NEWPORT NEWS, Va. (WAVY) - Newport News city leaders are focused on getting teens out gangs and into jobs.
Three years ago, the city started a program aimed at doing just that. They do this through the office of Youth and Gang Violence Prevention.
Everyday, Terry Bonner walks the streets.
"This is Marshall Courts,” Bonner said. “It is one of the neighborhoods in Newport News that I canvass. It is definitely one of the areas we consider a hot spot for juvenile crime."
Bonner is not from here this area, but he has quickly fit in.
"After the community kind of figured out who this bald-headed, bearded guy was, I was pretty much OK out here, but I understand my boundaries," Bonner added.
Bonner started working in the city's Youth & Gang Violence Prevention group two years ago.
"I will come out here and I will get all the word out about all our programs that the city has," Bonner said.
Bonner reaches out to at-risk teenagers.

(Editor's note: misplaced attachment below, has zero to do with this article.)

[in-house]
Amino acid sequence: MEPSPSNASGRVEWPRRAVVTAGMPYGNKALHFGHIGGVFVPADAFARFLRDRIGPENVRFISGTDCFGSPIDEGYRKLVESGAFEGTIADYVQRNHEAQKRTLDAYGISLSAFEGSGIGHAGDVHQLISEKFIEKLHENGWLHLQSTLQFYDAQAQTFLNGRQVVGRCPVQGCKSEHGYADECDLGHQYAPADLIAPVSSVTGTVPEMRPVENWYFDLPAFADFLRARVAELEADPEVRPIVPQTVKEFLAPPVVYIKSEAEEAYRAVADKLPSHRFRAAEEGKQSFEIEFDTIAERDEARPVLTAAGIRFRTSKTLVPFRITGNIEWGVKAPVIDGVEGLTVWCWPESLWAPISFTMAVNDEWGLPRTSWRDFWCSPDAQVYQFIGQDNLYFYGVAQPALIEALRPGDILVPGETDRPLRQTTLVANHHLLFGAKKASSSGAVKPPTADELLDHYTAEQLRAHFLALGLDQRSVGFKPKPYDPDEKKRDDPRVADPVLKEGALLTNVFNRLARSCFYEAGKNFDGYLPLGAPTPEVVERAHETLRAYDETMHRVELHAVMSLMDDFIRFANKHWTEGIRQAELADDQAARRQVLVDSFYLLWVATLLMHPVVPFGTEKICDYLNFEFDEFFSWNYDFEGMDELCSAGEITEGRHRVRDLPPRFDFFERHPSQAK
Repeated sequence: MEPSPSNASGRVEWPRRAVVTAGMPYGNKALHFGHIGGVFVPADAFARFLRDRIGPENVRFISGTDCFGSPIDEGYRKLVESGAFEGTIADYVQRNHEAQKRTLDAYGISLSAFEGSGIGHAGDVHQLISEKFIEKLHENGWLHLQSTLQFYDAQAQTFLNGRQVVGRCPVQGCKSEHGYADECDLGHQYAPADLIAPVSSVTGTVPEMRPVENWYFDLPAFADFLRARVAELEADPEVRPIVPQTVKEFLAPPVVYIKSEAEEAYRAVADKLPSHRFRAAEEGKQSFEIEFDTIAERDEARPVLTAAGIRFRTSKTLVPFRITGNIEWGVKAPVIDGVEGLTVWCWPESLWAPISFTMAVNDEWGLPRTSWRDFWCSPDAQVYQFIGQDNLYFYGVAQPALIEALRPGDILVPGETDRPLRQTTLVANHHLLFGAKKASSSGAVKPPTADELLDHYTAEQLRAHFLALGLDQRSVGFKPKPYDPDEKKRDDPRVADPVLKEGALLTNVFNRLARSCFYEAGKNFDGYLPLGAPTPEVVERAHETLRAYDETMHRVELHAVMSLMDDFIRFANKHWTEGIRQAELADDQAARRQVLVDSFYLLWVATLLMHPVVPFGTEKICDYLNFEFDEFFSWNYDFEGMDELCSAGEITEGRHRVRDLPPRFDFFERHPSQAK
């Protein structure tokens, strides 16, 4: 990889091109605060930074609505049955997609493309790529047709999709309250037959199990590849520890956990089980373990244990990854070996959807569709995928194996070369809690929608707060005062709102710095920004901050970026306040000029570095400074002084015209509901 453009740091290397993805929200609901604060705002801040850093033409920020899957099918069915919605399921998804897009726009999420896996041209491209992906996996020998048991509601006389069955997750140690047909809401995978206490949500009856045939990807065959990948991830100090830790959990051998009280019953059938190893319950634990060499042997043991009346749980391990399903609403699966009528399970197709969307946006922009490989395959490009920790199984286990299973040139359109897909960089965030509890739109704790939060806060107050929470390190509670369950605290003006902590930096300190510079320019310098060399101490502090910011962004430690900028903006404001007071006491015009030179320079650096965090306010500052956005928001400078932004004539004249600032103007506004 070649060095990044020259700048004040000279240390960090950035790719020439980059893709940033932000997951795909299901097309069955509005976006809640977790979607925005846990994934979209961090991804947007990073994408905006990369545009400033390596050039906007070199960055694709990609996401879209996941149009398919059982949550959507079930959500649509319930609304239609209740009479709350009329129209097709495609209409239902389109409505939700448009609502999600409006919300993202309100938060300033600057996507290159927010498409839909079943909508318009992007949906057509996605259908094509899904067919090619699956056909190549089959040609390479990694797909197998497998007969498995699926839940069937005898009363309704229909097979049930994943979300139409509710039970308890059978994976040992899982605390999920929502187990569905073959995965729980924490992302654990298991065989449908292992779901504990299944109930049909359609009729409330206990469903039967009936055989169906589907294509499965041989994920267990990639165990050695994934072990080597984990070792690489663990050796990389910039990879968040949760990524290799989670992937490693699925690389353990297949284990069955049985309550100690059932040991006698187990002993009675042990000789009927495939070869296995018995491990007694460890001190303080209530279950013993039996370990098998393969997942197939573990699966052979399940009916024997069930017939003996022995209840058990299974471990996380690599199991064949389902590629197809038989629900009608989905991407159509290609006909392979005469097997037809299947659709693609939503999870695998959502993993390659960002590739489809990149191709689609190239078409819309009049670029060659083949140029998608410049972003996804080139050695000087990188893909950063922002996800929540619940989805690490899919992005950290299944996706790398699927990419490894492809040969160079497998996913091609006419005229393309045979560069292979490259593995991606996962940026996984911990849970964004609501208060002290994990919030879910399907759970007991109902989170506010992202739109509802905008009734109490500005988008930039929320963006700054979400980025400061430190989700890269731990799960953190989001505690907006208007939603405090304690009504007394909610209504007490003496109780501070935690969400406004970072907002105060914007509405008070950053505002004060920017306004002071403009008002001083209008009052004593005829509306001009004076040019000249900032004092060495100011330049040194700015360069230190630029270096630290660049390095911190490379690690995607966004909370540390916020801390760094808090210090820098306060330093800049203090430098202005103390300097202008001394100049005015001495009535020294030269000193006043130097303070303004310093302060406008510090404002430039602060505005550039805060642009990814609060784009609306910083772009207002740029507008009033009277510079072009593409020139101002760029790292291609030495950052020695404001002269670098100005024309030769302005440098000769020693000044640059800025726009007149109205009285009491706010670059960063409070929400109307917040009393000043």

"This neighborhood has a history of gang violence,” he added. “We are trying to go right at gang members and pull them right out."
He recruits the teens to join another group, a city funded program called STEP, which stands for Summer Training and Enrichment Program. The city spends $1 million a year to find teenagers jobs and get them off the streets.
"You just have to make better choices," said 16-year-old Shalexy Richardson.
Richardson found herself headed down the wrong road until she met Bonner. She is now in the STEP program, working at a daycare.
"Everybody deserves a second chance,” Richardson said. “I got a second chance when I didn't deserve it, but I feel like once you are given that second chance, you can do way better."
Bonner walks the streets talking with teens and their families. He says he can’t stand to go to another teenage funeral.
"I served in the Marine Corps,” Bonner said. “I’m a Desert Storm veteran, but seeing a child in a casket is a life-changing event. It makes you understand how important our job is."
The program is designed to cut down crime. Bonner would love to see more success stories, which is why he keeps walking.
"You don't get a lot of them, but when you get one it makes you want to keep going," he added.
Tuesday on WAVY News 10, Jason Marks will show how the STEP program works.
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